Chaining up a granny is just the tip of the iceberg when it comes to tabloid TV tactics. On Friday, Crikey asked readers to share their Today Tonight and A Current Affair stories. Here’s one for each program to kick things off.

Brett Howard (former Manager of Glebe Village Sydney) writes: In the wake of the Childers Backpackers fire some years ago, which tragically claimed the lives of a number of people, the media was awash with stories of backpackers’ hostels being poorly equipped to deal with fire and not following fire regulations. Around this time I was the Manager of a backpackers’ hostel in Glebe, Sydney when suddenly A Current Affair arrived. As the hostel I was managing had excellent (and ongoing) fire prevention facilities — including full smoke detection and sprinkler systems (with direct connection to the fire brigade), fire rated doors, fire plans published in every room, hydrants etc — I gladly spoke to them as I naturally assumed that ACA were to do a positive story about hostels doing the right thing and looking after their customers. How wrong I was. As some of the sprinkler systems had recently been upgraded in one of our new buildings — there were some small burn marks high on the walls where the welding together of the sprinkler pipe had taken place. Our maintenance crew had not yet managed to touch up the paint work in these areas. ACA took footage of these burn marks and showed them in close-up in the story — thereby giving the false impression that fire had occurred in the hostel. They interspersed this footage with edited responses of my own, which they used in a completely different context to the manner in which they were asked — and footage of another fire damaged building they had managed to find somewhere and which was not one of ours — indeed it was not even in our area — it could have been in Tasmania for all we know. Naturally I was outraged at this blatant misrepresentation and the fact that ACA were attempting to capitalise on the tragic Childers story. Sadly the owners of the business decided that pursuing ACA in the courts would be too expensive. Thankfully the vast majority of backpackers would have been watching Neighbours rather than ACA and thus ACA‘s story had little (if any) effect on the business. I have never watched ACA since that time and never will ever again. Thank god for Neighbours!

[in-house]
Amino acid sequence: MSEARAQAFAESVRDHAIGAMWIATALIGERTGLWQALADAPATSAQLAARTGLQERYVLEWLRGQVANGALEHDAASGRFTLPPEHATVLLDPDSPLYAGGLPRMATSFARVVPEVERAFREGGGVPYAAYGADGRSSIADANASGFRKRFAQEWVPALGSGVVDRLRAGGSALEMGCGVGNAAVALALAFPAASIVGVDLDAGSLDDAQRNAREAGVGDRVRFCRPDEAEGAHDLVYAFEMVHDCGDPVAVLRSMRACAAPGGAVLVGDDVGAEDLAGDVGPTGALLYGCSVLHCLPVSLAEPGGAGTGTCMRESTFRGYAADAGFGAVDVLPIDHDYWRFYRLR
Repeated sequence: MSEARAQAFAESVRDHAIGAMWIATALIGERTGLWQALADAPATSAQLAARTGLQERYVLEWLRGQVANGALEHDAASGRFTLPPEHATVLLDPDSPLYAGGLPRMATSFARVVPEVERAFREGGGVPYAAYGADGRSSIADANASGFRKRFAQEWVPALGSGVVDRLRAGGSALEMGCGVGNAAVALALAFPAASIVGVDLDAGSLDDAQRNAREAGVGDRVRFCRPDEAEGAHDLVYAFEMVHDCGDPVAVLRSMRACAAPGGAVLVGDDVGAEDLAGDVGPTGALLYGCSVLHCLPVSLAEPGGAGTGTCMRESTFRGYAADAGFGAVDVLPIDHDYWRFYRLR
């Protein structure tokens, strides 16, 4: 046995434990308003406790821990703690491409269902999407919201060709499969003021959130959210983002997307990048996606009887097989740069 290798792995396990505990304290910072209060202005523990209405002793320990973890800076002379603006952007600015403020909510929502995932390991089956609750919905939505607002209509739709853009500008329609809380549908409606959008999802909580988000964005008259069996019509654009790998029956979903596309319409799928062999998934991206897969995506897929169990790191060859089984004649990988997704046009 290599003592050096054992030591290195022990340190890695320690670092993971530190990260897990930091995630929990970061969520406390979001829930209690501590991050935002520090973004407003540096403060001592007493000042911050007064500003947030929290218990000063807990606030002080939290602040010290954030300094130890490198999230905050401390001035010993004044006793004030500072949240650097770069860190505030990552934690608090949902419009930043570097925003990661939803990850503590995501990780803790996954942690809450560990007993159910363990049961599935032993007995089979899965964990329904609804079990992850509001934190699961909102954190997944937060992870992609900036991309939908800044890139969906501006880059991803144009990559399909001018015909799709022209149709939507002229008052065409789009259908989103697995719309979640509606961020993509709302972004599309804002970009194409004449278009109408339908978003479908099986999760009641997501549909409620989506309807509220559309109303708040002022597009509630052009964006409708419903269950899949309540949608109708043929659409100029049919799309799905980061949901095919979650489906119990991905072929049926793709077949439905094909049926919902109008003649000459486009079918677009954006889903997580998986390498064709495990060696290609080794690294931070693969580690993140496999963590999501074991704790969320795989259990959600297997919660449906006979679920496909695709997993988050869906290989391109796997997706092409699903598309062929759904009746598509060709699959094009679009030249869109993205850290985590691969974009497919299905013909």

Telstra spinner Rod Bruem writes: Congratulations on opening up debate on the tactics of tabloid TV. At Telstra we scored a small but worthless win against Today Tonight in December with ACMA finally ruling (after a year) that the program had misled viewers with one of their many Telstra-bashing stories. Afterwards I had a phone call from the public affairs manager at the Child Support Agency who told me of the horrors they’ve experienced with some of the reports A Current Affair has done chasing parents who’ve allegedly “failed to pay” when in fact they have paid. My advice to them by the way was that complaining to ACMA was clearly a waste of time, we only did it to try to generate some annoying paperwork for Seven. The best solution is to tell the horror stories in other media.

CRIKEY: Send your tabloid TV stories to [email protected]

Peter Fray

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